Does exhaustion apply to works other than software? Here's a Katpoll

Do vote in our Katpoll!
This Kat has just returned from the idyllic setting of Pembroke College in Oxford, where she attended the 32nd ATRIP congress. Organised and hosted by ATRIP president - the learned and charming Professor Graeme Dinwoodie - this 3-day conference was devoted to answering the following question: Is Intellectual Property a Lex Specialis

There were many exciting discussions which elicited this Kat's curiosity. However, there was one in particular on which she would like to receive IPKat readers' feedback. 

This concerns the principle of exhaustion as interpreted and applied by the Court of Justice of the European Union (CJEU) in Case C-128/11 UsedSoft v Oracle (see Katposts here and 1709 Blog posts here). 

As readers will remember, in that case decided almost a year ago the CJEU ruled that 

"the right of distribution of a copy of a computer program is exhausted if the copyright holder who has authorised, even free of charge, the downloading of that copy from the internet onto a data carrier has also conferred, in return for payment of a fee intended to enable him to obtain a remuneration corresponding to the economic value of the copy of the work of which he is the proprietor, a right to use that copy for an unlimited period."

In other words, the Court held that Article 4(2) of the Software Directive is to be interpreted in the sense that the right of distribution over the copy of a computer program is exhausted following the grant of a licence if this can be considered tantamount to a sale, despite the different contractual qualification given by the parties.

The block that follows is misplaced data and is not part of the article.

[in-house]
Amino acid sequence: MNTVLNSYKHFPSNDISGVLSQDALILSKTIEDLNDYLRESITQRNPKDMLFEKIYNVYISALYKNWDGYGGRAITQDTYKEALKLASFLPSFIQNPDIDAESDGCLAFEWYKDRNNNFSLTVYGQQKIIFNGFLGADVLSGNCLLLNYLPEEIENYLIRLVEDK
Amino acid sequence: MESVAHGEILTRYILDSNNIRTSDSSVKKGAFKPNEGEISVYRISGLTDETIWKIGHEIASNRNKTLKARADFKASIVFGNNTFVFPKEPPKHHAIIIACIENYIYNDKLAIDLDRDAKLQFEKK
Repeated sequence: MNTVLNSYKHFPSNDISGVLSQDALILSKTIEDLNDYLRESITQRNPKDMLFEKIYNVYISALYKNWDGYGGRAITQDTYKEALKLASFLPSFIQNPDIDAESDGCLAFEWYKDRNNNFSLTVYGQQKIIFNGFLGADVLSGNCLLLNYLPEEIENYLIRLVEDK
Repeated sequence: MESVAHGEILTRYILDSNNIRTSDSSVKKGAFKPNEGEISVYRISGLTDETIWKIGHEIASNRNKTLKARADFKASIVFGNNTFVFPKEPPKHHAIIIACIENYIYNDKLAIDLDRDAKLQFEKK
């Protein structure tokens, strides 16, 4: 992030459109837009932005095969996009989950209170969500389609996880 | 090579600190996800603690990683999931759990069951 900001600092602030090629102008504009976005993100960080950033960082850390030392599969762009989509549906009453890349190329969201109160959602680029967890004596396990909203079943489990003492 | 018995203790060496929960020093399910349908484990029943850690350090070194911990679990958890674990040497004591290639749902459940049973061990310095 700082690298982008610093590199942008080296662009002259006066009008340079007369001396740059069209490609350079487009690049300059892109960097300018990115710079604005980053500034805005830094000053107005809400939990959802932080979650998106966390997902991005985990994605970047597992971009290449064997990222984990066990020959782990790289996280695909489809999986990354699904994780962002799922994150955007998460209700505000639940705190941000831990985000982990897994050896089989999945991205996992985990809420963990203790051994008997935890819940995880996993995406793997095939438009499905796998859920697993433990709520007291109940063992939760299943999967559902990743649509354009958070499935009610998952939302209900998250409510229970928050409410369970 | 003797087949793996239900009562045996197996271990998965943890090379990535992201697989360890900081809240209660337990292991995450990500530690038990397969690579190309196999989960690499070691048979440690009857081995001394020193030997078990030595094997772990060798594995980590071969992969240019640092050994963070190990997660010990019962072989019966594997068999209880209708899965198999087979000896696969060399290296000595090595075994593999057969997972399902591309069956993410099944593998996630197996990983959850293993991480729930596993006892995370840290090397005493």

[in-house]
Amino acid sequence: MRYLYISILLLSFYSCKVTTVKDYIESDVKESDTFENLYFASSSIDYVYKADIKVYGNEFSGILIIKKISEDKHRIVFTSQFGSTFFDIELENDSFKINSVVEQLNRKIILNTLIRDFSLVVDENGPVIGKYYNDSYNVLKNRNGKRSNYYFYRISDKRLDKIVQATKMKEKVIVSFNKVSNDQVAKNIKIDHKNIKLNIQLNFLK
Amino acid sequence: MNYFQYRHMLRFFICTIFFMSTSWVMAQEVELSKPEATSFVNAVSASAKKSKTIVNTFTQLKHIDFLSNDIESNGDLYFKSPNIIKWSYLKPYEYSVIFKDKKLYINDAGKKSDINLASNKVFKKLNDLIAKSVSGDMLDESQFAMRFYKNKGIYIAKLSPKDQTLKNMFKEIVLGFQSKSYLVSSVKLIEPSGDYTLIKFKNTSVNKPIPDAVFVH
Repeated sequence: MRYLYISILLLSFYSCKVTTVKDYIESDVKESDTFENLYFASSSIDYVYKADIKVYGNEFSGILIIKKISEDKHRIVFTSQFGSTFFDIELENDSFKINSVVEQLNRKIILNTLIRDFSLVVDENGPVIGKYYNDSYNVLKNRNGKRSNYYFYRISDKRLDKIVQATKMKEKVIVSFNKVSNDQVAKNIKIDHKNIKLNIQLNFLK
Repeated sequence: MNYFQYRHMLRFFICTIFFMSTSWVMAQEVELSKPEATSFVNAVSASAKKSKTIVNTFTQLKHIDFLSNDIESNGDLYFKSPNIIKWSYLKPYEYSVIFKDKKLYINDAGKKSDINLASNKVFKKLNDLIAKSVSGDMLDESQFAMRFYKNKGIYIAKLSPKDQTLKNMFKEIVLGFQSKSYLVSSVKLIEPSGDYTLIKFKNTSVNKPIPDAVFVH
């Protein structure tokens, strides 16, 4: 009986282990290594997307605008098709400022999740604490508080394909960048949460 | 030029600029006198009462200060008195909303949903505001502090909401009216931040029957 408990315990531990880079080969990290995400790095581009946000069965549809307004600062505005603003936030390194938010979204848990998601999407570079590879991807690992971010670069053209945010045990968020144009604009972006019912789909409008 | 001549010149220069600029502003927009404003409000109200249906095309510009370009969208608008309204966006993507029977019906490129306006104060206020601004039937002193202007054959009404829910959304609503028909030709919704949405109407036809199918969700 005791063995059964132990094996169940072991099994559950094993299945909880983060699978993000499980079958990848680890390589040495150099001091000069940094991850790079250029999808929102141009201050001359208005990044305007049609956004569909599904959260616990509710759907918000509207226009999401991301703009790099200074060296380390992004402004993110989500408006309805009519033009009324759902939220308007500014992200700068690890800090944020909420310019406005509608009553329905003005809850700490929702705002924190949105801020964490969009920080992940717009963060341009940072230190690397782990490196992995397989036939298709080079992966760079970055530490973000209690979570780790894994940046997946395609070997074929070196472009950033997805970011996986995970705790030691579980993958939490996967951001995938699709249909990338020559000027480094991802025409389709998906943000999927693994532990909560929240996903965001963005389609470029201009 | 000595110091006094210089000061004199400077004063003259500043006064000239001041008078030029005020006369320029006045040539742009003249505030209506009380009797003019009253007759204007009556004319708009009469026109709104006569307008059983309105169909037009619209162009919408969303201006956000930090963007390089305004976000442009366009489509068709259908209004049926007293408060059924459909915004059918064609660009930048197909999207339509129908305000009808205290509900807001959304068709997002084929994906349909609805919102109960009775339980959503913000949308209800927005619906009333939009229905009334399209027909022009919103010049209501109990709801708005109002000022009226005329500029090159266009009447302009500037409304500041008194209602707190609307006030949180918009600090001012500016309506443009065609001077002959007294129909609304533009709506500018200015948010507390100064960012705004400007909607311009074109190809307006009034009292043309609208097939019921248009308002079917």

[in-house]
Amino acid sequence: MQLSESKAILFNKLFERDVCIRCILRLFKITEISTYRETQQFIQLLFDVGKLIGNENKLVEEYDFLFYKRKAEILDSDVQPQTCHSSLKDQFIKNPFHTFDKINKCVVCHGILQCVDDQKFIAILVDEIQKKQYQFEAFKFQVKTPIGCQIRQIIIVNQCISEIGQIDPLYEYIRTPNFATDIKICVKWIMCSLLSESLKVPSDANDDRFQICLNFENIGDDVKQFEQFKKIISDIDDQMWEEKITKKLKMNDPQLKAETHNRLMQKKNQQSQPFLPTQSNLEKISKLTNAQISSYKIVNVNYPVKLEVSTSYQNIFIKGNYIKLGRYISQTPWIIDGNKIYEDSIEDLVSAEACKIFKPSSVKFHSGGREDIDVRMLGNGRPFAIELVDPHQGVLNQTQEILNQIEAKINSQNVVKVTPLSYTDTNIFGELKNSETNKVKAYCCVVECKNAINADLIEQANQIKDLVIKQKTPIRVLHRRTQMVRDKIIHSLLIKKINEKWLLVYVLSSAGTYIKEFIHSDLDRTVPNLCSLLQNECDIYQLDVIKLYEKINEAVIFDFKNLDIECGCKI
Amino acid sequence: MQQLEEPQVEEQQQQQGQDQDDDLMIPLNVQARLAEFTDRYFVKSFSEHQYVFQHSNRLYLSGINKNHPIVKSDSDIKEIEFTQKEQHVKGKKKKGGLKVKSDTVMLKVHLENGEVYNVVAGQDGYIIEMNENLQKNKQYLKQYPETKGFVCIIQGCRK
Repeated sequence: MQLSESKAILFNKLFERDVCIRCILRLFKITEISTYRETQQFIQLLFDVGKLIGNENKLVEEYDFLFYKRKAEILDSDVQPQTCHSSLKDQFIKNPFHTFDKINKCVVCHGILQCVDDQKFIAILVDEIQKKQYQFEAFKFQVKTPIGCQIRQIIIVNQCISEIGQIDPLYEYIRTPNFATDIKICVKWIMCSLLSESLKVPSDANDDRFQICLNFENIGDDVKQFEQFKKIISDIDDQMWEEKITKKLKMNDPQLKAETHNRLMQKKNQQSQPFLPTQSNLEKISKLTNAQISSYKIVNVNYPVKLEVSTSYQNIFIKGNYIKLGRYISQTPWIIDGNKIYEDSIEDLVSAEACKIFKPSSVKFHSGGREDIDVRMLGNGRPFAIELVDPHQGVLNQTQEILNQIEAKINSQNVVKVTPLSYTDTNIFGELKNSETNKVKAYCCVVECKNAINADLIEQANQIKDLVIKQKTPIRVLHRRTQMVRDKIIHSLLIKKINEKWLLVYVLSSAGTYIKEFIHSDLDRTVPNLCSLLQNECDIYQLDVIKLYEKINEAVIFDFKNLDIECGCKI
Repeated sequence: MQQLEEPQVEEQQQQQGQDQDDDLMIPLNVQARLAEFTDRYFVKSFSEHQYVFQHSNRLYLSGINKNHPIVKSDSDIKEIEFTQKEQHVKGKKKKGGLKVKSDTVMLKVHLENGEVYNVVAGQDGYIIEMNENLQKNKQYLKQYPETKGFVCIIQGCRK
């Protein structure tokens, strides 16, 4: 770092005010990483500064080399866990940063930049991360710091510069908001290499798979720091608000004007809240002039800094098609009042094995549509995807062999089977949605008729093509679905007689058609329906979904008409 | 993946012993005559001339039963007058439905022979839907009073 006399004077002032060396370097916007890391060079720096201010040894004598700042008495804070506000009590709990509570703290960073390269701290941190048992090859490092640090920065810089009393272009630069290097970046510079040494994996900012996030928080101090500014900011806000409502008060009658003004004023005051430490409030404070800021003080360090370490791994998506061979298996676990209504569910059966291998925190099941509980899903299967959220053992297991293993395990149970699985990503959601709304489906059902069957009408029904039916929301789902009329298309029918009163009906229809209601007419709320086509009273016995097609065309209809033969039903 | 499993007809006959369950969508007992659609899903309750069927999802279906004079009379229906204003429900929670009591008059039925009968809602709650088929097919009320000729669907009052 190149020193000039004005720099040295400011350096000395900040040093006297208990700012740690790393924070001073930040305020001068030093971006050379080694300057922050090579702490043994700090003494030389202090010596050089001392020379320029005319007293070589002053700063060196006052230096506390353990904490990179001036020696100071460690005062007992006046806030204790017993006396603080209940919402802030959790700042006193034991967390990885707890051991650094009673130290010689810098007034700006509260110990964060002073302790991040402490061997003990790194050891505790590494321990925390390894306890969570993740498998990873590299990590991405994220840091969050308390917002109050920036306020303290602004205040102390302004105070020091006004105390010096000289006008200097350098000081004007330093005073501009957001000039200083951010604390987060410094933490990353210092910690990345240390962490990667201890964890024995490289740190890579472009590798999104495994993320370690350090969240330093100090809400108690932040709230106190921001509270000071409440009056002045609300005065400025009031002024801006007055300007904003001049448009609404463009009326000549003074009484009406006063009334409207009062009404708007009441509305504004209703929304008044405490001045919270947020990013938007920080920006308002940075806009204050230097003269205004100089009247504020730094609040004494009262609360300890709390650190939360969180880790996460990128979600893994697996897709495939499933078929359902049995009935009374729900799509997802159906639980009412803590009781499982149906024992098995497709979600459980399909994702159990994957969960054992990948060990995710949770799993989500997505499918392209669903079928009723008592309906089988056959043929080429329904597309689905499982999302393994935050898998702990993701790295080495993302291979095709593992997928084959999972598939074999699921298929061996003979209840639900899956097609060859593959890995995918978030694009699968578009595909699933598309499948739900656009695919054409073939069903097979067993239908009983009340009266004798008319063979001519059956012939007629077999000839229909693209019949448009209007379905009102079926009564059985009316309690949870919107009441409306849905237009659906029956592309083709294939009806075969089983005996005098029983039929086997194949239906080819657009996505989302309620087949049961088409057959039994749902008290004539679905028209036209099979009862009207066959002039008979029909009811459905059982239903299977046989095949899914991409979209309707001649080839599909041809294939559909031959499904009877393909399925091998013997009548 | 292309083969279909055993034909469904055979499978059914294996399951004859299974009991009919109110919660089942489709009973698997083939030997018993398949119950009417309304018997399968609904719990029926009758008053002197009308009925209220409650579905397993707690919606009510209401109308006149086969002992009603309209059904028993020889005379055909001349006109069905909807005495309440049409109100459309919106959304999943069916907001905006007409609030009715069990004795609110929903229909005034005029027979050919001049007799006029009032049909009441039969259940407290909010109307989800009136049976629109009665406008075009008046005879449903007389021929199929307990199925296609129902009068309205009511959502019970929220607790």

Deep-in-thought: how far-reaching
is the UsedSoft ruling?
It is currently being discussed whether the decision in UsedSoft can be extended to subject-matter other than software.

A few months ago a German court held (see Katpost here) that, because of the nature of the Software Directive as lex specialis, the reasoning in UsedSoft could not be applied to other subject-matter (downloadable ebooks and audiobooks in that case). Thus the Landgericht Bielefeld held that the InfoSoc Directive does not permit application of the principle of exhaustion to works in non-analogue form. 

Following discussion (and mini-poll) with a number of academics at the ATRIP Congress, this Kat realised that there is growing belief that the CJEU, when given the opportunity to do so, would rule that exhaustion does indeed apply to digital works other than software (in a similar sense, see Graham Smith/Cyberleagle's analysis herecf the diverging approach in the US here).

The main arguments to support this conclusion are CJEU's overriding concerns with ensuring free movement within EU internal market and the fact that ebooks, downloadable audiobooks, digital music are not really "on-line services" for which "the question of exhaustion does not arise" (see Recital 29 to the InfoSoc Directive).

In other words, the ruling in UsedSoft would not be really lex specialis, but rather lex generalis